While there is a touch of Rousseau’s ‘noble savage’ in Strindberg’s islanders, they are hardly idealised. It is close to the long tradition of ‘country bumpkin upstages sophisticated city slicker’ but neither side is treated maliciously or without understanding.
We realise at the outset that Carlsson is an awkward fit when the girls come to pick him up from the mainland and he yells that they should raise the jib – which their square-rigger doesn’t have.
The novel is full of beautiful descriptions of nature and folk life. Depressing it certainly isn’t. Even the tragic dénouement has its funny aspect, and doesn’t seem so catastrophic to everyone.
The Swedish book I ended up buying online was rather strange. Almost square, it was a printing from a website (see below), and deceptively thin: only 43 pages (in a normal format it would be more than 200). The page numbers of the original pop up right in the middle of the text.
STRINDBERG, August (1849 – 1912), Hemsöborna, Memphis, General Books, 2012, ISBN 9781236729163; first published Stockholm, Albert Bonniers Förlag, 1914
(printing of Project Runeberg digital facsimile, available at http://runeberg.org/strindbg/hemsobor/)
Translated into English as: The People of Hemsö
His otherworldly advice was too terrible to consider. Exile to the North! To Nueva York, a city so foreign she herself had never had the ovaries to visit. The girl would be lost to her, and La Inca [Oscar’s grandmother] would have failed her great cause: to heal the wounds of the Fall, to bring House Cabral back from the dead. And who knows what might happen to the girl among the yanquis? In her mind the U.S. was nothing more and nothing less than a país overrun by gangsters, putas, and no-accounts. Its cities swarmed with machines and industry, as thick with sinvergüencería as Santo Domingo was with heat, a cuco shod in iron, exhaling fumes, with the glittering promise of coin deep in the cold lightless shaft of its eyes.
Here is one of several novels I’ve come across which have been bestsellers (or even cult novels), which haven’t really grabbed me. When that happens, I tend to blame myself. Maybe it was spoiled by hearing the revelation about Díaz’s personal misdemeanours shortly before starting it, but I didn’t really enjoy this book. I’m willing to admit that maybe I should give it another go. But there are so many great novels still to read and I still have about a hundred to read for this project!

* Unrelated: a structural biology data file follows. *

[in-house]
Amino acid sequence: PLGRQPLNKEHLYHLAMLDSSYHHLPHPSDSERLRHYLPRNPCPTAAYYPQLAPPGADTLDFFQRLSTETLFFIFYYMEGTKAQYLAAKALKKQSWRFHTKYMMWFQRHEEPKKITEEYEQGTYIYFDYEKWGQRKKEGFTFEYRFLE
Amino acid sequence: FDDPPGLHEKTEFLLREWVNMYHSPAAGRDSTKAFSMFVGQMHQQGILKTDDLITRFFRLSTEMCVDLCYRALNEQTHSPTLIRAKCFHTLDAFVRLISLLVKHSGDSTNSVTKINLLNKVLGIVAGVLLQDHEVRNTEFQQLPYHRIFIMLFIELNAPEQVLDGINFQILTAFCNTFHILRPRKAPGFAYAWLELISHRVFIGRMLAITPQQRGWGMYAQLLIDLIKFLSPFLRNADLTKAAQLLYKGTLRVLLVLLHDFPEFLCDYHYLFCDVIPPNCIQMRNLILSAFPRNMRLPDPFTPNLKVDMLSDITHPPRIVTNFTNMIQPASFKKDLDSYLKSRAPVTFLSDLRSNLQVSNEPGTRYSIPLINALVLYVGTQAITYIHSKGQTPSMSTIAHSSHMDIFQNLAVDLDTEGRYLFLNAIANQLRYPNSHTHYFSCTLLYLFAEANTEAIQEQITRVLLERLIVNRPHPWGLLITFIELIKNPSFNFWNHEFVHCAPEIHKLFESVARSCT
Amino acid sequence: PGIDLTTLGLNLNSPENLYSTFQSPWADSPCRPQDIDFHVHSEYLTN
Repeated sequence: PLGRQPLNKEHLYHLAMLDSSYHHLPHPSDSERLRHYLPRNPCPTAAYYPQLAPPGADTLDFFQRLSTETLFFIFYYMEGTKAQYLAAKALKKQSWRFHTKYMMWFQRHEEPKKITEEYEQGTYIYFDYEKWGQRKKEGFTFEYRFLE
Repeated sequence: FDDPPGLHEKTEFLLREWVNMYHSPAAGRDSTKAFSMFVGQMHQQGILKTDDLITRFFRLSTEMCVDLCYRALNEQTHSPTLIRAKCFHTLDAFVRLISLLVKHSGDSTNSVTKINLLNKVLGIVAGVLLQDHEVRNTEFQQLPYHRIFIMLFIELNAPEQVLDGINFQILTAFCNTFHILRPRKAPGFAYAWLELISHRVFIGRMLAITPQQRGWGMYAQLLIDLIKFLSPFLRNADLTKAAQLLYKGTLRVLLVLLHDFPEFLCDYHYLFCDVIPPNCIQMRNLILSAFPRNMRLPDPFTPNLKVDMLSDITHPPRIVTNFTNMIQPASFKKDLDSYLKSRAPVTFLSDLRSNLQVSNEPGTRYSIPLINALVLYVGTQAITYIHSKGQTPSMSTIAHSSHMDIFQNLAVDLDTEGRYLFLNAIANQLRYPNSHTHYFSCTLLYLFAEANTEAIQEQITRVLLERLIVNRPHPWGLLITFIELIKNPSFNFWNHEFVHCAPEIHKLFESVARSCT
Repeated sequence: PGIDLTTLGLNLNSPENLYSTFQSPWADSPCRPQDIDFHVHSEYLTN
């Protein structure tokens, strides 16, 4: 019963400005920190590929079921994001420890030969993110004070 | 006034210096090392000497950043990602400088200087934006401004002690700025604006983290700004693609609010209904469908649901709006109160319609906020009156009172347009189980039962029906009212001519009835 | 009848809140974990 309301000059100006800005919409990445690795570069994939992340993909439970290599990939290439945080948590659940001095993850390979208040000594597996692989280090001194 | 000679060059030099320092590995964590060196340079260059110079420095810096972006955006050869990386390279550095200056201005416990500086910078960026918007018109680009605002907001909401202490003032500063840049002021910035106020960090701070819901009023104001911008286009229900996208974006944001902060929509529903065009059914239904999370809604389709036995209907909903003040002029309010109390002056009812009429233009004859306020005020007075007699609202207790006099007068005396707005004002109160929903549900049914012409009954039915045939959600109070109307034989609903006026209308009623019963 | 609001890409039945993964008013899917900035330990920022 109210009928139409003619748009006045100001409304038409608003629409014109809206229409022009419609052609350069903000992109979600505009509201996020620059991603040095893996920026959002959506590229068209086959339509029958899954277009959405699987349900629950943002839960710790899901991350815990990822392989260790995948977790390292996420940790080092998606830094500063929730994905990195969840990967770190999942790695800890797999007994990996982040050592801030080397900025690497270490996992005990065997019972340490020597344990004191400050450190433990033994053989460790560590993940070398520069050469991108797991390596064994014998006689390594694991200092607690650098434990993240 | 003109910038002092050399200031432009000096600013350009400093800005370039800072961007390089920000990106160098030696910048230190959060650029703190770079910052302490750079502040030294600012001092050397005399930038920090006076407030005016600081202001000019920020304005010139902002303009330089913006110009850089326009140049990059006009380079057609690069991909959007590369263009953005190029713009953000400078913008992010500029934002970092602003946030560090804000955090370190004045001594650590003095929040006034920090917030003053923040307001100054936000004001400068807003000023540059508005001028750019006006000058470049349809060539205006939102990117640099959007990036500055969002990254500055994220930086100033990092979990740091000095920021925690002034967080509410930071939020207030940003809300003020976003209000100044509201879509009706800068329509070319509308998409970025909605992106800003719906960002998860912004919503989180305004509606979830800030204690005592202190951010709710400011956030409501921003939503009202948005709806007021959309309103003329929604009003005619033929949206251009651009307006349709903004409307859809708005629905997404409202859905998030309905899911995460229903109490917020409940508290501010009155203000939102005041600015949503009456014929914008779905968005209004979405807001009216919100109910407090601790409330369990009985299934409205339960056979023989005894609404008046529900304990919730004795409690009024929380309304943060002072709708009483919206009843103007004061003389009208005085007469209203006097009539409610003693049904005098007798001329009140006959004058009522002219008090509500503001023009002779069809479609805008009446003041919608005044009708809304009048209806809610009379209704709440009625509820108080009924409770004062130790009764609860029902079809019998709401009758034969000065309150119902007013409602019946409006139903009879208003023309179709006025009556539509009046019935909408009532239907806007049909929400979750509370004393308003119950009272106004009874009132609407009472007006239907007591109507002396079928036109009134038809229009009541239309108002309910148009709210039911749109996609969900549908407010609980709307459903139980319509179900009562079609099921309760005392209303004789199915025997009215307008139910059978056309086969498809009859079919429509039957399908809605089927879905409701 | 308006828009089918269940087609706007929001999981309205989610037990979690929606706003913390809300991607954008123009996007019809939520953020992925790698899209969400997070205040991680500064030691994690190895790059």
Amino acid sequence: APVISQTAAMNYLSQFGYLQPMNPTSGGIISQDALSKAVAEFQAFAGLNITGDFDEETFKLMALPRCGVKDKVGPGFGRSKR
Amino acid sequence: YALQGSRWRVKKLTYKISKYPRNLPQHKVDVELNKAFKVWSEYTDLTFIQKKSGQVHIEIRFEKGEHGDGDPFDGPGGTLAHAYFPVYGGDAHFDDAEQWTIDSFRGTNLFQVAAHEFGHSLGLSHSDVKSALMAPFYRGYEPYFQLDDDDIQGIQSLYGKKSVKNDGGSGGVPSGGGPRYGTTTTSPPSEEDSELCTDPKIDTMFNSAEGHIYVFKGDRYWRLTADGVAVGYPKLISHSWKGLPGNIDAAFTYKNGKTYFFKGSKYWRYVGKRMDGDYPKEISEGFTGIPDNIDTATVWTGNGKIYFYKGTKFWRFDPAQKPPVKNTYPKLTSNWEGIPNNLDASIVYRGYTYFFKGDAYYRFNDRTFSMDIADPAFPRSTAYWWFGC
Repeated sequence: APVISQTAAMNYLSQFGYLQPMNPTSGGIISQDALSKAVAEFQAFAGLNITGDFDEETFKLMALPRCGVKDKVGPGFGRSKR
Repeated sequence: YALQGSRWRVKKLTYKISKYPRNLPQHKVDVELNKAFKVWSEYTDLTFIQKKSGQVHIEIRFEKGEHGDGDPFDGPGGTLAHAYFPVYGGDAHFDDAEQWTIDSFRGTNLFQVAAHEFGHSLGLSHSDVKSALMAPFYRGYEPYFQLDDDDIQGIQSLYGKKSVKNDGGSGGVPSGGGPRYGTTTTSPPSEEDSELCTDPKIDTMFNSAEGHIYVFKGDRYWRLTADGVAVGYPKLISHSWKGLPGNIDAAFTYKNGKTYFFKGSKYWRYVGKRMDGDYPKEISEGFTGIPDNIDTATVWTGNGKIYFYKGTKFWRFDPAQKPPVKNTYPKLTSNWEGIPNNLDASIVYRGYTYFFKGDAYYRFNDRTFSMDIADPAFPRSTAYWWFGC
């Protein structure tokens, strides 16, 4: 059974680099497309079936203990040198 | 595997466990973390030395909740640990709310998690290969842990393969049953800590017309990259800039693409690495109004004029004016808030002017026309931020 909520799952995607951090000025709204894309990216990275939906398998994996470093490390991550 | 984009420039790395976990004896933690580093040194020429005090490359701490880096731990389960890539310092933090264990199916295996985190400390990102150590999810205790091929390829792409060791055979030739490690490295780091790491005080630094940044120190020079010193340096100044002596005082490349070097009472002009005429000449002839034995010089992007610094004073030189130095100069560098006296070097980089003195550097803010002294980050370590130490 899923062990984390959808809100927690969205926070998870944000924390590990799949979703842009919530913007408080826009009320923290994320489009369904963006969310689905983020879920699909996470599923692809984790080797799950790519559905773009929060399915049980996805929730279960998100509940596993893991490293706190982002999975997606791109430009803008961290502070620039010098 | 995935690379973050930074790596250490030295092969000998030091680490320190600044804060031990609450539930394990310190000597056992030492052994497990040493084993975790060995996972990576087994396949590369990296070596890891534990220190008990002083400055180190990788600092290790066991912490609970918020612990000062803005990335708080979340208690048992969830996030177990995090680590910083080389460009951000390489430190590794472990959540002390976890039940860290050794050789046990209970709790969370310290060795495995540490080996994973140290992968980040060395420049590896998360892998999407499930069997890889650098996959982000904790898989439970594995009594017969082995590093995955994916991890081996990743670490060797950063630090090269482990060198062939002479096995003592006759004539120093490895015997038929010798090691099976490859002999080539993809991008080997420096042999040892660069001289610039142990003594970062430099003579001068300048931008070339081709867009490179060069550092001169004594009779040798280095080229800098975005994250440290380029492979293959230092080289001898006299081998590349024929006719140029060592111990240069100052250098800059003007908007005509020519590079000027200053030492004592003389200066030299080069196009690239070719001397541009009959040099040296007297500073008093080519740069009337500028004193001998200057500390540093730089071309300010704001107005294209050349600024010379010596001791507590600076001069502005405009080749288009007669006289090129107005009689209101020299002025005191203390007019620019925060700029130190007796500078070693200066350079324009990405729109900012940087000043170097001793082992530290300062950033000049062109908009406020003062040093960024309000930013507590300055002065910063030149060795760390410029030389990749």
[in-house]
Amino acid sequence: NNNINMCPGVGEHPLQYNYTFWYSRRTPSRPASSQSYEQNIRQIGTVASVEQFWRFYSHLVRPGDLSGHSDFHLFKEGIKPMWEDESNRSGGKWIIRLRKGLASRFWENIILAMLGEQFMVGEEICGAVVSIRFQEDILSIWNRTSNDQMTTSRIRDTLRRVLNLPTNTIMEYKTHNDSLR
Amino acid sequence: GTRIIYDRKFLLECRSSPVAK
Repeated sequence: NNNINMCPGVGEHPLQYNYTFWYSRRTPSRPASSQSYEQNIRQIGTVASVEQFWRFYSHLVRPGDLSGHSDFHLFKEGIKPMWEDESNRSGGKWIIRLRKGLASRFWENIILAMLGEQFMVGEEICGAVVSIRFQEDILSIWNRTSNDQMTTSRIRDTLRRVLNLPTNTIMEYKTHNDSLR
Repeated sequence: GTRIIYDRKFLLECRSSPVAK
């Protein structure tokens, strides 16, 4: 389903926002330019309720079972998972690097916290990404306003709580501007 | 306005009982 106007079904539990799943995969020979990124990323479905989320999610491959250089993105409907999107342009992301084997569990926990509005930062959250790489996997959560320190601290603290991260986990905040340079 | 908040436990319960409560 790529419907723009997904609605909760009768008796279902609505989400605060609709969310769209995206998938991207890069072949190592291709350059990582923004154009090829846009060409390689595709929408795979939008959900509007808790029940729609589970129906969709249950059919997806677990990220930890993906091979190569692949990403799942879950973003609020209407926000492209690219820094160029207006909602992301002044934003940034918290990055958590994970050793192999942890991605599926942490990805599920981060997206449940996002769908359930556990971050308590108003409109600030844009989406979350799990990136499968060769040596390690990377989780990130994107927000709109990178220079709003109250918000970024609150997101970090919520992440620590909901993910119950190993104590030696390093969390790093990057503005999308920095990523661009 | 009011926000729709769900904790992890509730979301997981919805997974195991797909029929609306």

The ‘hero’ Oscar is a fat nerd doomed to unpopularity, one would tend to assume because of his appearance and personality, but he himself thinks it is because he has been smitten by an old family fujú curse. But you can’t help admiring his resilience.
A large part of the story is actually about his hot sister, who is also a real character.
Oscar is a Tolkien fan (the only thing he has in common with me), but for him the DR dictator Trujillo is worse than Sauron. Maybe it was easier for Middle Earth to overthrow the Dark Lord than for the Dominicans to get rid of Trujillo, who was supposed to have created the perfect dictatorship. (Speaking of which, my preferred novel about the DR is La Fiesta del Chivo ((The Feast of the Goat)) by Mario Vargas Llosa, although he is not a Dominican, about this assassination). Trujillo’s sister is a character in Díaz’s novel.
There are lots of Dominican Spanish words, too many of which are not defined, although they certainly add colour to the text! (The unglossed ones in the quotation above are: country, prostitutes, shamelessness, cutie).
But don’t let me put you off – I’m sure many people will love the novel (it’s obvious that many did). It is often funny, the slangy language is alive and the characters are sculpted in high relief. Maybe it’s time to give it another chance myself…
DÍAZ, Junot (1968 – ), The Brief Wondrous Life of Oscar Wao, London, Faber and Faber, 2008, ISBN 978-0-571-17955-8